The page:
There are happy times in the Jewish calendar, and there are sad times; fortunately the happy outnumber the sad by a big margin.
There are happy times in the Jewish calendar, and there are sad times; fortunately the happy outnumber the sad by a big margin. This week, however, is one of those sad times. We’re in the nine-day period leading up to Tisha B’Av, the saddest day of the Jewish year, which commemorates the sacking of Jerusalem – when the Temple was destroyed and our people became refugees – and other historic calamities. These days are a time to remember when everything fell apart, to reflect on the fragility of the world we live in, and in doing so, to achieve some healing and perhaps learn from the past. We’ll gather as a community this Saturday night and Sunday to do some of that work together.
This year, the history that is being written right now echoes our moment in the Jewish calendar too closely. This weekend’s terrible massacres in El Paso and Dayton – one of them motivated by white supremacist hatred – are a further blow to the vision we hold for our country; they can feel like more evidence that, once again, things are falling apart. Locally, we recently observed the anniversary of the tragic shooting at the Jewish Federation 13 years ago. We had hoped to see the end of gun violence by now. And the shooting in El Paso is not isolated – it is a particularly violent manifestation of a hatred of immigrants that is being fostered and enacted at the highest levels of our government.
At times like this, we lean on the resources of our tradition – including this time leading up to Tisha B’Av, followed by the season leading up to the High Holidays, the season ofteshuvah (return to the right path) – for support, meaning, and guidance. We gather to mourn and make meaning together, we gather to move towards healing and justice. This summer has been and continues to be full of opportunities to do all of these things with Kavana. All are welcome to join us this Saturday night for a Tisha B’Av discussion and reading ofEichah, Lamentations, and/or Sunday for a Jewish community Tisha B’Av vigil outside ICE’s offices in Downtown Seattle.
L’shalom / towards peace,
Rabbi Josh Weisman and the Kavana Team
PS Eichah, Lamentations, the book we read on Tisha B’Av that describes our people’s first experience of becoming refugees, is full of evocative imagery that could just as well describe the plight of today’s refugees at our Southern border, or grieving families in El Paso and Dayton. At the very end, however, we purposefully repeat the book’s most hopeful line, refusing to end on a bitter note. So may we refuse to let today’s tragedies be the end of the story…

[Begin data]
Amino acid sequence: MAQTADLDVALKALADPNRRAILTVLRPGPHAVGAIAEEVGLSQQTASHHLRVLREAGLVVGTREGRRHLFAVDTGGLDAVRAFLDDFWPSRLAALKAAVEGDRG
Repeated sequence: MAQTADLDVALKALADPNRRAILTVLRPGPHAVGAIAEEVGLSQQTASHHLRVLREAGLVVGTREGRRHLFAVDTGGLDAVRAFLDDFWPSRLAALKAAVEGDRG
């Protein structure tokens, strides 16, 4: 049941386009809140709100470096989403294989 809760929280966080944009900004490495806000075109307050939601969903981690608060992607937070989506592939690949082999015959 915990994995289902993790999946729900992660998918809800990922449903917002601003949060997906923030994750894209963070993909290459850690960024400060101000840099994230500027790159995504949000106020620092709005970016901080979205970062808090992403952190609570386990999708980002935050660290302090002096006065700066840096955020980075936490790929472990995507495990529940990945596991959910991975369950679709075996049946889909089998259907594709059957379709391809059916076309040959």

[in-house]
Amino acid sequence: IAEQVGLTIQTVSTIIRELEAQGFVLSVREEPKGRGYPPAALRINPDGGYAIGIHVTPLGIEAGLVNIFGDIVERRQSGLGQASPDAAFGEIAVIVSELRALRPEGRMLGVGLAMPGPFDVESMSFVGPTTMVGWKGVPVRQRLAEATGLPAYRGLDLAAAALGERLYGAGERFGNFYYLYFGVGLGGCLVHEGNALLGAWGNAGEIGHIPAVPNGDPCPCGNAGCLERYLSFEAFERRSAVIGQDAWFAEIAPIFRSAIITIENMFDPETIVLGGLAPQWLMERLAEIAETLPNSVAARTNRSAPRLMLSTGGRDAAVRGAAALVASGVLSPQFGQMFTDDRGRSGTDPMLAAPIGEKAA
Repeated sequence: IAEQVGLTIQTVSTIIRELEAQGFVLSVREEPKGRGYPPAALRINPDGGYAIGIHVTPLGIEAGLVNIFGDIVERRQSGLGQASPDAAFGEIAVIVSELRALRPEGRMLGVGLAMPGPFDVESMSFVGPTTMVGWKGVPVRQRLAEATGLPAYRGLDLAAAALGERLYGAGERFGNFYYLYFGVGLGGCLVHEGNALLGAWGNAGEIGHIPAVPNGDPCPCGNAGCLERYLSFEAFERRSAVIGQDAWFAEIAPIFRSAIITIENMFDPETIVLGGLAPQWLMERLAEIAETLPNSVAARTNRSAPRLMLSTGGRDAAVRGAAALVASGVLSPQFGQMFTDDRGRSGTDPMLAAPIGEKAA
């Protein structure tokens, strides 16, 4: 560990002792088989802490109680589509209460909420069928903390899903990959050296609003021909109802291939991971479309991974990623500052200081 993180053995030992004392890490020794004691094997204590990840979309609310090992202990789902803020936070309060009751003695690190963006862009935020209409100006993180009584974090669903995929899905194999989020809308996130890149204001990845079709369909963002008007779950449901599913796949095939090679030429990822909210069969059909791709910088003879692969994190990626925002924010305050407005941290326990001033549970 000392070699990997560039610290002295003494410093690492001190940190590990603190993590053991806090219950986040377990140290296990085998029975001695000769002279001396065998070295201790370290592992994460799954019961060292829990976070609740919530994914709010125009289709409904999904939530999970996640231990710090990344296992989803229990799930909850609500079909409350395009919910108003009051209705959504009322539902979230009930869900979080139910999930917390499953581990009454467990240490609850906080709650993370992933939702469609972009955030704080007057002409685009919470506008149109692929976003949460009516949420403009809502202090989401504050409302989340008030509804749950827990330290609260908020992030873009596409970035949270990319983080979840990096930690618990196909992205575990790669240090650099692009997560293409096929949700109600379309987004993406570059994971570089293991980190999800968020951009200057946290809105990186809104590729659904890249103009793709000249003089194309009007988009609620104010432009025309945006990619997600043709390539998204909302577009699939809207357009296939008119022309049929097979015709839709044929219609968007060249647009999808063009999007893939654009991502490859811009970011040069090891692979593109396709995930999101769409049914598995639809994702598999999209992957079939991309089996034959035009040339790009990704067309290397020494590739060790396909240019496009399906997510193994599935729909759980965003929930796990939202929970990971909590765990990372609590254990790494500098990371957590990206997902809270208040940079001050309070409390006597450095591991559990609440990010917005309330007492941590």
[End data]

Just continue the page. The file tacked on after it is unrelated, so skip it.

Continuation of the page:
“Crying, she will cry in the night, her tear upon her cheek. There is none for her, no comforter.” (Lamentations 1:2)
“Turn us, Adonai, toward you, and we will turn. Make our days new again, like dawn / long ago.” (Lamentations 5:21)
The Torah is usually terse and concise, but this week's parasha, Chayei Sarah, centers around a long story that is anything but! All 67 verses of Genesis chapter 24 are devoted to a single narrative: the tale of Abraham sending his servant on a journey to find a wife for his son Isaac, and returning with Rebecca, a woman of great agency, strength and generosity.
We Jews know how to wait. That is, we deeply understand humanity's imperfections, and that the presence of injustice or cruelty in our world cannot undermine our steadfast focus on trying to achieve our vision of a more perfect, more just future. We have lots of historical experience to draw on, and much language for this kind of spiritual resilience. One line that's been swimming through my head this week is from the prayer "Ani Maamin": "v'af al pi she-yitmameah, im kol zeh achakeh lo." Translating loosely here (and transposing what we're waiting for from a messianic figure to a time characterized by messianic ideals), this means: despite the fact that it's taking a long time for the world to change in the ways we believe it should, still, we are undeterred; we will wait - and work - until we arrive at an era of peace and justice.
Yesterday was the second anniversary of the violent attack on the Tree of Life Synagogue in Pittsburgh. Its memory casts a long shadow for me, and this year, the anniversary feels like a powerful reminder of the very high stakes of next week’s election.